Appellant then made a motion for a deficiency judgment pursuant to section 726 of the Code of Civil Procedure in the amount of the difference between the fair market value of the property and the amount owed.   Notice of that motion was mailed to respondent and Mr. Yang at the residence previously sold by the sheriff.   At the September 22, 1986 hearing, the court stated that respondent and Mr. Yang should be personally served with notice of the deficiency judgment proceeding.   It continued the hearing for 30 days, to give appellant an opportunity to serve respondent and Mr. Yang.   The record does not disclose whether or not the Yangs were subsequently personally served.   On October 20, 1986, the court granted the motion with regard to Mr. Yang and denied the motion with regard to respondent because “she was initially served only by substituted service.”

Substituted service by “leaving a copy of the summons and of the complaint at [the] person's ․ usual place of abode, ․ in the presence of a competent member of the household ․ at least 18 years of age, who shall be informed of the contents thereof, and by thereafter mailing a copy of the summons and of the complaint” pursuant to section 415.20, subdivision (b), of the Code of Civil Procedure satisfies the constitutional requirements of service “ ‘reasonably calculated to give an interested party actual notice of the proceedings and an opportunity to be heard․’  [Citations.]”  (Zirbes v. Stratton (1986) 187 Cal.App.3d 1407, 1416, 232 Cal.Rptr. 653;  see Rest.2d Judgments, § 2, com. a.)

 A deficiency judgment in a foreclosure action may properly be entered against a person who was served with summons and complaint by that method.   Cases barring a deficiency judgment against a person served by publication (see Latta v. Tutton (1898) 122 Cal. 279, 282, 54 P. 844;  In re Linforth (N.D.Cal.1898) 87 F. 386, 388–389) are distinguishable in that  service by publication is substantially less likely to give actual notice.   The trial court therefore erred in denying appellant's motion for a deficiency judgment on the ground that respondent was originally served by substituted service.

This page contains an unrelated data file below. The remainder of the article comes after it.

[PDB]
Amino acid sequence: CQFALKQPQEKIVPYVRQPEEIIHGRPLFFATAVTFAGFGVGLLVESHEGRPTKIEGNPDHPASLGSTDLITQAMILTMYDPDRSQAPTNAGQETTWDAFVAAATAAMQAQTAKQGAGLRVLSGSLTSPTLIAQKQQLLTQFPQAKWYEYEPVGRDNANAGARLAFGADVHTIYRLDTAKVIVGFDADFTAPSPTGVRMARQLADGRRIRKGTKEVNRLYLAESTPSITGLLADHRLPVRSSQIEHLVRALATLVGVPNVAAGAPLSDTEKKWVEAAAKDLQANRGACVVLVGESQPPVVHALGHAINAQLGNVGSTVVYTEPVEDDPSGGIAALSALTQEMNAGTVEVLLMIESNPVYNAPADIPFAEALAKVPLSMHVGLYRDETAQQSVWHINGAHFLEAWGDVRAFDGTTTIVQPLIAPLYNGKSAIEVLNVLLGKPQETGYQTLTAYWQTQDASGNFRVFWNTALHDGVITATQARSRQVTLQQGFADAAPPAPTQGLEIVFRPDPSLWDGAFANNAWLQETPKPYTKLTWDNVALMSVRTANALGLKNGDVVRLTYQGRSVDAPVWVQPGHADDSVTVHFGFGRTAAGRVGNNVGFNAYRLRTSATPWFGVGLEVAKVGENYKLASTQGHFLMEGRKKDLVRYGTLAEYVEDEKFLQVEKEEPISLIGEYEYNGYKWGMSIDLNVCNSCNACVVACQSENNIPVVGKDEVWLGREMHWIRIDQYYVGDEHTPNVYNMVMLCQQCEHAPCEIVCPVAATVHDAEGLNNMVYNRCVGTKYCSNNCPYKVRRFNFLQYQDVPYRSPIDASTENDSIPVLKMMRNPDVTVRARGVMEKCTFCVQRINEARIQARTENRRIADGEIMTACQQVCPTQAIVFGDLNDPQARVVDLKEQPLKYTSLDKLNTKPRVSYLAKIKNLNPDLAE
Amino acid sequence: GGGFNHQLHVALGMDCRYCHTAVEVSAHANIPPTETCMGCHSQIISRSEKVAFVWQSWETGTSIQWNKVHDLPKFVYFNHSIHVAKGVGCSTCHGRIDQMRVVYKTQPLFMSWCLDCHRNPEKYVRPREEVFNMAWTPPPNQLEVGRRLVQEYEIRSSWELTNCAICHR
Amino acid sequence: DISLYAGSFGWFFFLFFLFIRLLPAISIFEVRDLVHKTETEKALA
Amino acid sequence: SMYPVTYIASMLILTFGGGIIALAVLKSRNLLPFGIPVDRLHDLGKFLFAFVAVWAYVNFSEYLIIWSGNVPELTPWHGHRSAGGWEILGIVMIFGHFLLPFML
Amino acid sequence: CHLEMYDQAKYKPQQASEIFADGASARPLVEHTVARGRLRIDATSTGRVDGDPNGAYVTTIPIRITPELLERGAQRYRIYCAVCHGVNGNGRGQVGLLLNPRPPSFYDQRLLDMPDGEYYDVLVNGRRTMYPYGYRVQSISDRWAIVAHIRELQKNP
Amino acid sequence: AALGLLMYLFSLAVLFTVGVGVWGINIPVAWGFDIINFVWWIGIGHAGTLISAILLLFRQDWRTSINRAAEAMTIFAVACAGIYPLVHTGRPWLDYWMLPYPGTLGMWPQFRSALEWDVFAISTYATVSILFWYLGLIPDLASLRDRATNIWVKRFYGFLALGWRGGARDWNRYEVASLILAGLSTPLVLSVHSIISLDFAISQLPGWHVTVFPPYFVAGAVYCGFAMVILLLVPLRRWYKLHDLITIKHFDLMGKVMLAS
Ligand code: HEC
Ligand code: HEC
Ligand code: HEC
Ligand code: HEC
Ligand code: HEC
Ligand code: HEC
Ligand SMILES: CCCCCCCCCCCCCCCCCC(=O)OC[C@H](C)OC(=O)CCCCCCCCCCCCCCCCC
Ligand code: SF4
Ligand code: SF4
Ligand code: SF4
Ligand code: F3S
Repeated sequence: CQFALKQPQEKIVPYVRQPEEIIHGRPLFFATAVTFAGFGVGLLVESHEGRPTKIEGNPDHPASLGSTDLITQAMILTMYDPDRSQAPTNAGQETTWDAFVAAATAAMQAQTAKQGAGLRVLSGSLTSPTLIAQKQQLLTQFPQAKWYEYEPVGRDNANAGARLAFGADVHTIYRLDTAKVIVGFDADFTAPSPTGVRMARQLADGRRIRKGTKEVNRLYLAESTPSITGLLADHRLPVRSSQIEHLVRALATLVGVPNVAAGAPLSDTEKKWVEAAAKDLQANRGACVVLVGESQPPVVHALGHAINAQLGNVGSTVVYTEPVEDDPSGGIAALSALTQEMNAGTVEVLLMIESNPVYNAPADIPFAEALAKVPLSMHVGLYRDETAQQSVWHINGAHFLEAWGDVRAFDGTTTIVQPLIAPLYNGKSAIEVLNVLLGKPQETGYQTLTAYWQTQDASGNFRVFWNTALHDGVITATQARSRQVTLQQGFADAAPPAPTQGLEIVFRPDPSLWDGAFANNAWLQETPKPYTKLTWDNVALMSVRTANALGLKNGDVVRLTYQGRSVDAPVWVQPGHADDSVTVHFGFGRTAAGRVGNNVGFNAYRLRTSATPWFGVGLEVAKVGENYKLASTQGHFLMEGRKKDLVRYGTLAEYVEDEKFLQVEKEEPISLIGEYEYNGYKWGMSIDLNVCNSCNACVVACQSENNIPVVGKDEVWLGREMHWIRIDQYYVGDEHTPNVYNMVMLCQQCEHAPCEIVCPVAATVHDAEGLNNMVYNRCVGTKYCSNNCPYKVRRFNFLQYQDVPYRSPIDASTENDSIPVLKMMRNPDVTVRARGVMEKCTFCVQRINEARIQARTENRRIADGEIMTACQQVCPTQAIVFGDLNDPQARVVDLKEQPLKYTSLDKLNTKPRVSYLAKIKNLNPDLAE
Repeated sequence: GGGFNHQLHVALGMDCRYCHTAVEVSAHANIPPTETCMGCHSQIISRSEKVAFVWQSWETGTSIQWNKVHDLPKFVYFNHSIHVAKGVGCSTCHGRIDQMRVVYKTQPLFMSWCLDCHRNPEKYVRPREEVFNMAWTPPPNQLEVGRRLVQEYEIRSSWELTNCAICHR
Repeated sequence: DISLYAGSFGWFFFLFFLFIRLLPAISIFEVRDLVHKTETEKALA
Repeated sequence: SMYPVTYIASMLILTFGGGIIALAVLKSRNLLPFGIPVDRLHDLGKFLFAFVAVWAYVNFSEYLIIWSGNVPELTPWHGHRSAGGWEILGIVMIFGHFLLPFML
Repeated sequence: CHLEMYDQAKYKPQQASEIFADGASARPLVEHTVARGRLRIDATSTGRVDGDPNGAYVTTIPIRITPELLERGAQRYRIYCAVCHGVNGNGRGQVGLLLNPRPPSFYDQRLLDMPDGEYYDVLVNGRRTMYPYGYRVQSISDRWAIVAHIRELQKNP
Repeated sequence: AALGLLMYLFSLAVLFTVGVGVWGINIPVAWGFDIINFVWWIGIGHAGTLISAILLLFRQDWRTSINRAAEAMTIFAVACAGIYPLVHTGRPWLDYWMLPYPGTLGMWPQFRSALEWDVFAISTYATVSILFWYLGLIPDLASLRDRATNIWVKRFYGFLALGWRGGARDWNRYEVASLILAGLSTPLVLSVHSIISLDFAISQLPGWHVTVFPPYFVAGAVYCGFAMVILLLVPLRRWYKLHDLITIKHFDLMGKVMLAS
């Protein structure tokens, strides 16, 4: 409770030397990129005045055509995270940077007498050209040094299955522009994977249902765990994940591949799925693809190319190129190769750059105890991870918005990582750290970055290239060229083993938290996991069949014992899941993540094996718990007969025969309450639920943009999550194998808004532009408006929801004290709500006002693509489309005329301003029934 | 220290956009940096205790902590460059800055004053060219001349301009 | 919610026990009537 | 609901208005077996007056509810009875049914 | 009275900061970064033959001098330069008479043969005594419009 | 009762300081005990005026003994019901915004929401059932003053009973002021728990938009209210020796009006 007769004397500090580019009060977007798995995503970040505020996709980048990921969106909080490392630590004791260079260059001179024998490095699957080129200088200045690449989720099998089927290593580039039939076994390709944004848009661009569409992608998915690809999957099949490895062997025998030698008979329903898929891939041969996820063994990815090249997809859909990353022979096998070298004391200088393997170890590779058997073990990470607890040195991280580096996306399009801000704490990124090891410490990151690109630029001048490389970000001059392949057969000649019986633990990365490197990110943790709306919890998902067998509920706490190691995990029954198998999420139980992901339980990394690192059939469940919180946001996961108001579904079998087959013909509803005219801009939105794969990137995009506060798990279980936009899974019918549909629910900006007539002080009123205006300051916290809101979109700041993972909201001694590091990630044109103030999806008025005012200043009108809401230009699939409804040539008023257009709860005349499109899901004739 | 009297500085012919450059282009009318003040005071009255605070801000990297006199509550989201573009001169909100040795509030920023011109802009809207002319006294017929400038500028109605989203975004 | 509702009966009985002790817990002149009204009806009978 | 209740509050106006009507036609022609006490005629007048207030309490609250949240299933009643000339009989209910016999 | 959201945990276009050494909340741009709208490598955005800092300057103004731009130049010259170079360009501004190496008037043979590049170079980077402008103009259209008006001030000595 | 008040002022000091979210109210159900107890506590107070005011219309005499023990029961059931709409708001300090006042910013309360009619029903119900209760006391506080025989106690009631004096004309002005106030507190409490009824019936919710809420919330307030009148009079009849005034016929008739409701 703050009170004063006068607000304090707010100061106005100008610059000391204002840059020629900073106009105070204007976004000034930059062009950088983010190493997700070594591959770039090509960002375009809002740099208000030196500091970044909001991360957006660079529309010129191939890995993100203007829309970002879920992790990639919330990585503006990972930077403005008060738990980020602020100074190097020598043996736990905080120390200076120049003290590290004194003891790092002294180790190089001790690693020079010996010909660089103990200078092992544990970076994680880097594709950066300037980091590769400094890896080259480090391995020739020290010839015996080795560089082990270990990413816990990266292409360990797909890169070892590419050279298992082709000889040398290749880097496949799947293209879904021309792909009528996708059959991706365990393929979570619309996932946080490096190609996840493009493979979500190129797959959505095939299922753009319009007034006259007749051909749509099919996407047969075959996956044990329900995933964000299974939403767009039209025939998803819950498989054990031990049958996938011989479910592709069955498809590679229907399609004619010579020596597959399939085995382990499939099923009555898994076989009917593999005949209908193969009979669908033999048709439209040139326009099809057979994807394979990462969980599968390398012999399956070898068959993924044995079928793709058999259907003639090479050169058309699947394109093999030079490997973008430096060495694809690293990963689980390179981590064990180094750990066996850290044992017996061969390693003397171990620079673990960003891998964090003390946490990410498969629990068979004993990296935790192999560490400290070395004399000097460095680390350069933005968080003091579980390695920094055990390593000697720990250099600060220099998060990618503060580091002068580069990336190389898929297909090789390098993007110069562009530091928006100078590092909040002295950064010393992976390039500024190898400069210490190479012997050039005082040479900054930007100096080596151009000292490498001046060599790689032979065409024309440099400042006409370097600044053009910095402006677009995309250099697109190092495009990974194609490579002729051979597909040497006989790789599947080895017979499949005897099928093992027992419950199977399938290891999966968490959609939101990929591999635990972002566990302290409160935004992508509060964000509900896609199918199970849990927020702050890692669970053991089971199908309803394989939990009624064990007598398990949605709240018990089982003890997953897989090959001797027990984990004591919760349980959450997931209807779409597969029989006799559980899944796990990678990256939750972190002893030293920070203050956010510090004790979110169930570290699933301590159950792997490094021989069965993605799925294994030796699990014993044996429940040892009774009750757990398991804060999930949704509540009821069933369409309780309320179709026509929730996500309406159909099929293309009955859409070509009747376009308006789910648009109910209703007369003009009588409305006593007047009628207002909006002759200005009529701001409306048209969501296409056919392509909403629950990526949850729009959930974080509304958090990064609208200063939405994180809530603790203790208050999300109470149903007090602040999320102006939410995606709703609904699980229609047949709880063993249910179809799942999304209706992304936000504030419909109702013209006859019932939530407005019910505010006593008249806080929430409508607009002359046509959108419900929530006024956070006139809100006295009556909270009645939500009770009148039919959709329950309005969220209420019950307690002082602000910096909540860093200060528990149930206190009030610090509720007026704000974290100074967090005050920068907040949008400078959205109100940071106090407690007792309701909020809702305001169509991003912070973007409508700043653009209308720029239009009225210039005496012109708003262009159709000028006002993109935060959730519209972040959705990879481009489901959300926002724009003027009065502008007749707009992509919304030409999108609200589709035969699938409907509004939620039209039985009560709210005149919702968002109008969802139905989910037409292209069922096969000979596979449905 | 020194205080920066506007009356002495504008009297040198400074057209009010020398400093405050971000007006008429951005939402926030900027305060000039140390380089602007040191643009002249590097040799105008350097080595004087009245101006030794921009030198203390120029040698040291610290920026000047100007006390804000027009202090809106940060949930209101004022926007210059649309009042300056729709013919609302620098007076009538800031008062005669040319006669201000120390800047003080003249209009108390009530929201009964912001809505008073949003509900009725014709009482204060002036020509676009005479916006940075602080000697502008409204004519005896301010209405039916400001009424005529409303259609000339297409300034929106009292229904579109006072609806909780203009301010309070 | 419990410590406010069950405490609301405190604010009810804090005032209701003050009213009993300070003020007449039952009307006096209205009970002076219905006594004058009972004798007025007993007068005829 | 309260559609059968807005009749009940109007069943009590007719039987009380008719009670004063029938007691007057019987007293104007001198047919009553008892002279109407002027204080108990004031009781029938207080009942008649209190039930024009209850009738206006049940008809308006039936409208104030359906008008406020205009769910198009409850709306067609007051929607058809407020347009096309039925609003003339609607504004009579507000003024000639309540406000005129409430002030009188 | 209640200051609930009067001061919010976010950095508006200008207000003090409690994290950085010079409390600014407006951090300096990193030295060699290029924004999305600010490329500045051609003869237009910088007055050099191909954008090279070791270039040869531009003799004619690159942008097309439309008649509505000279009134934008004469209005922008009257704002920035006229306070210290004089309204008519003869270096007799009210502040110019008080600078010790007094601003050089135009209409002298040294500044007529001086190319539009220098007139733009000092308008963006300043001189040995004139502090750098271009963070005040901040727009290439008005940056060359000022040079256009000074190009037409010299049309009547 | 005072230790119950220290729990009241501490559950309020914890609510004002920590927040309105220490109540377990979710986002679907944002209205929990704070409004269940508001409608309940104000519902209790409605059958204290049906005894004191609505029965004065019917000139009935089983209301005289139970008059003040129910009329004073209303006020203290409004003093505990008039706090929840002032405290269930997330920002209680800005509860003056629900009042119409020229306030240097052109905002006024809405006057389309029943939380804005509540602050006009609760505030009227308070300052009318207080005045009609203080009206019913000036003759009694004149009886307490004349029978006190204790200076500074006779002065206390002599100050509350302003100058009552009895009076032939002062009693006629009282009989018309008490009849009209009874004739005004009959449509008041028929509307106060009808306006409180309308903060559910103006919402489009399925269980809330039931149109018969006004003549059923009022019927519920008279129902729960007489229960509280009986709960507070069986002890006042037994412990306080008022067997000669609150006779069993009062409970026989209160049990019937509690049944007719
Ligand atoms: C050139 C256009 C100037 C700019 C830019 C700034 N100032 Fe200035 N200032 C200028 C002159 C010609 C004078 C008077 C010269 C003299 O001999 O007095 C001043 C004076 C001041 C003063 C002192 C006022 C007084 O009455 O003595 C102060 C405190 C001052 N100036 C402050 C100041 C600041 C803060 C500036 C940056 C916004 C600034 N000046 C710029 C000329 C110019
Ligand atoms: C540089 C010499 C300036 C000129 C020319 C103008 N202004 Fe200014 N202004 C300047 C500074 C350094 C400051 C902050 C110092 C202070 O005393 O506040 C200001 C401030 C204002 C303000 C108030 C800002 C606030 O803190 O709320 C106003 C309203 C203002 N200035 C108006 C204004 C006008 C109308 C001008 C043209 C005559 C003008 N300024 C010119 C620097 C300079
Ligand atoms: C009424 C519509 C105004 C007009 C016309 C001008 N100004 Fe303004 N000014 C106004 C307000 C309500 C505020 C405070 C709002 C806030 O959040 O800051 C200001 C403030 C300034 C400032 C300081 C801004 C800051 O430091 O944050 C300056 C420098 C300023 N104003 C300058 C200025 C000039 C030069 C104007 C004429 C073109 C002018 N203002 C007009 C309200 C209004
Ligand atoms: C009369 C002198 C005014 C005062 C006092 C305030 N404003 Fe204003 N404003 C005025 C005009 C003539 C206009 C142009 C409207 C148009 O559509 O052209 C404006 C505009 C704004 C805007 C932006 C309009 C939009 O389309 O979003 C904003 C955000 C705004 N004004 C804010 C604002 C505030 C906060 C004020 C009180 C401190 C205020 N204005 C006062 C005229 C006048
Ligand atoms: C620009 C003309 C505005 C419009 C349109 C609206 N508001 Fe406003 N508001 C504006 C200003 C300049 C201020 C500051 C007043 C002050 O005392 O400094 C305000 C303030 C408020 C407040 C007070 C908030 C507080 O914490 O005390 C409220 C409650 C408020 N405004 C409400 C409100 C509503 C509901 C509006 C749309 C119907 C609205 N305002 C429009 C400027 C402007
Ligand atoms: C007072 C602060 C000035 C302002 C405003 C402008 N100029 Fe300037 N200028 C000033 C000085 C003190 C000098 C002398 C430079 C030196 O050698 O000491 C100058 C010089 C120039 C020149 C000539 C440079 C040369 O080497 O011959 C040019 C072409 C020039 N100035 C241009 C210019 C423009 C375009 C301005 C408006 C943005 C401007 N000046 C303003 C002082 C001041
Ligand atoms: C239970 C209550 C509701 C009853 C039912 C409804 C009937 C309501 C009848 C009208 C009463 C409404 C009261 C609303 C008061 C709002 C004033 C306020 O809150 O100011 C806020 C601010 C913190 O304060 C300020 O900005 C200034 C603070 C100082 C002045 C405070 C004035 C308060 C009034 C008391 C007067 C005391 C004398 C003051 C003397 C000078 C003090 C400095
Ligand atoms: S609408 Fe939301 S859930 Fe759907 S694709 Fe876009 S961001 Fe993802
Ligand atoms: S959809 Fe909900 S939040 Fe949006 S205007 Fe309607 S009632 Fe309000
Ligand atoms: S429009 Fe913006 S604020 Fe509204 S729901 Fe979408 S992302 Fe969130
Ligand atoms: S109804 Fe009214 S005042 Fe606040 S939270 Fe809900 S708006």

Code of Civil Procedure section 726, subdivision (b) requires that notice of an application for a deficiency judgment be given “all defendants who have appeared in the action and against whom a deficiency judgment is sought․”  Since respondent did not appear in the action, Code of Civil Procedure section 726 did not require notice to her.  Section 1010 of the Code of Civil Procedure provides that “[n]o bill of exceptions, notice of appeal, or other notice or paper, other than amendments to the pleadings, or an amended pleading, need be served upon any party whose default has been duly entered or who has not appeared in the action or proceeding.”   Appellant was not required to give notice of its application for a deficiency judgment pursuant to Code of Civil Procedure section 1010.   The complaint requests an adjudication that a deficiency judgment may be ordered.   It therefore reasonably put respondent on notice of the possibility that a deficiency judgment would be entered against her so that no “amendments to the pleadings” were involved.   Personal service of the application for a deficiency judgment was not required.

The denial of appellant's motion for a deficiency judgment against respondent is reversed.   Appellant to recover costs on appeal.

McCLOSKY, Acting Presiding Justice.

GOERTZEN and ROTHMAN,* JJ., concur.